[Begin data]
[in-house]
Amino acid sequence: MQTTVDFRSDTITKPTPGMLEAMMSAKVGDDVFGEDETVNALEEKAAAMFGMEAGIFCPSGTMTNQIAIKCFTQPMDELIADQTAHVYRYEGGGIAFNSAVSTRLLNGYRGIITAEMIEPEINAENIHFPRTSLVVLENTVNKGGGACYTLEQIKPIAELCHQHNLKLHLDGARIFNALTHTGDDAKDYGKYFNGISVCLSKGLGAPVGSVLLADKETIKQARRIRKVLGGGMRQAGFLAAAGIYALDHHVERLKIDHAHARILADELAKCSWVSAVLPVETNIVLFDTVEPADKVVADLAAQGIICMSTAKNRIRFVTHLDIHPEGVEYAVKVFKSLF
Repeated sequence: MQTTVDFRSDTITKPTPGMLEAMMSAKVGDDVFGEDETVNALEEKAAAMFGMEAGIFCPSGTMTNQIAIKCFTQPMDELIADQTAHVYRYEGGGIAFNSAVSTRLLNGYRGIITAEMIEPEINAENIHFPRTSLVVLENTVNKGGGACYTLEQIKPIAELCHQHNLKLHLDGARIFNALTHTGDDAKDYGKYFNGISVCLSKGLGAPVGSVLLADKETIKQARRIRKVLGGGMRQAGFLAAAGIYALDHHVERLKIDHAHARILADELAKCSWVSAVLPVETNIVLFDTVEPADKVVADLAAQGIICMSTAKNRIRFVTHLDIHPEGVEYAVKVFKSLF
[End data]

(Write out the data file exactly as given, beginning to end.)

[in-house]
Amino acid sequence: MQTTVDFRSDTITKPTPGMLEAMMSAKVGDDVFGEDETVNALEEKAAAMFGMEAGIFCPSGTMTNQIAIKCFTQPMDELIADQTAHVYRYEGGGIAFNSAVSTRLLNGYRGIITAEMIEPEINAENIHFPRTSLVVLENTVNKGGGACYTLEQIKPIAELCHQHNLKLHLDGARIFNALTHTGDDAKDYGKYFNGISVCLSKGLGAPVGSVLLADKETIKQARRIRKVLGGGMRQAGFLAAAGIYALDHHVERLKIDHAHARILADELAKCSWVSAVLPVETNIVLFDTVEPADKVVADLAAQGIICMSTAKNRIRFVTHLDIHPEGVEYAVKVFKSLF
Repeated sequence: MQTTVDFRSDTITKPTPGMLEAMMSAKVGDDVFGEDETVNALEEKAAAMFGMEAGIFCPSGTMTNQIAIKCFTQPMDELIADQTAHVYRYEGGGIAFNSAVSTRLLNGYRGIITAEMIEPEINAENIHFPRTSLVVLENTVNKGGGACYTLEQIKPIAELCHQHNLKLHLDGARIFNALTHTGDDAKDYGKYFNGISVCLSKGLGAPVGSVLLADKETIKQARRIRKVLGGGMRQAGFLAAAGIYALDHHVERLKIDHAHARILADELAKCSWVSAVLPVETNIVLFDTVEPADKVVADLAAQGIICMSTAKNRIRFVTHLDIHPEGVEYAVKVFKSLF